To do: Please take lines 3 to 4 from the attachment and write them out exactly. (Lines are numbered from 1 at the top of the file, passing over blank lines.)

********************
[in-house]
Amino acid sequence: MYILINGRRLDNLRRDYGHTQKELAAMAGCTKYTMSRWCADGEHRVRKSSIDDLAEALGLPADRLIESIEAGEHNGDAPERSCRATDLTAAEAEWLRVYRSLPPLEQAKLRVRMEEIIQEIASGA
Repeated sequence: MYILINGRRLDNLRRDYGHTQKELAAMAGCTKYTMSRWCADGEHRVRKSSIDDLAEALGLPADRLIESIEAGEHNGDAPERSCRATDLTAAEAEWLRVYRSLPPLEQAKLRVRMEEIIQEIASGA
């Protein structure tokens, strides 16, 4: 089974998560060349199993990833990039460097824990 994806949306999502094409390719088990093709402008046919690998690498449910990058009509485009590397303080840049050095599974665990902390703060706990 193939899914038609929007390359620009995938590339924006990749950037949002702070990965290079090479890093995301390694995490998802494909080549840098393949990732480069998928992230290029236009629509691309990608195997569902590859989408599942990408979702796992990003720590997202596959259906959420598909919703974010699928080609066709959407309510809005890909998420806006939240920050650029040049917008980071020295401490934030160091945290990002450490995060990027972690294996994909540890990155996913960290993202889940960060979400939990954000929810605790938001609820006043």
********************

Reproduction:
Repeated sequence: MYILINGRRLDNLRRDYGHTQKELAAMAGCTKYTMSRWCADGEHRVRKSSIDDLAEALGLPADRLIESIEAGEHNGDAPERSCRATDLTAAEAEWLRVYRSLPPLEQAKLRVRMEEIIQEIASGA
């Protein structure tokens, strides 16, 4: 089974998560060349199993990833990039460097824990 994806949306999502094409390719088990093709402008046919690998690498449910990058009509485009590397303080840049050095599974665990902390703060706990 193939899914038609929007390359620009995938590339924006990749950037949002702070990965290079090479890093995301390694995490998802494909080549840098393949990732480069998928992230290029236009629509691309990608195997569902590859989408599942990408979702796992990003720590997202596959259906959420598909919703974010699928080609066709959407309510809005890909998420806006939240920050650029040049917008980071020295401490934030160091945290990002450490995060990027972690294996994909540890990155996913960290993202889940960060979400939990954000929810605790938001609820006043």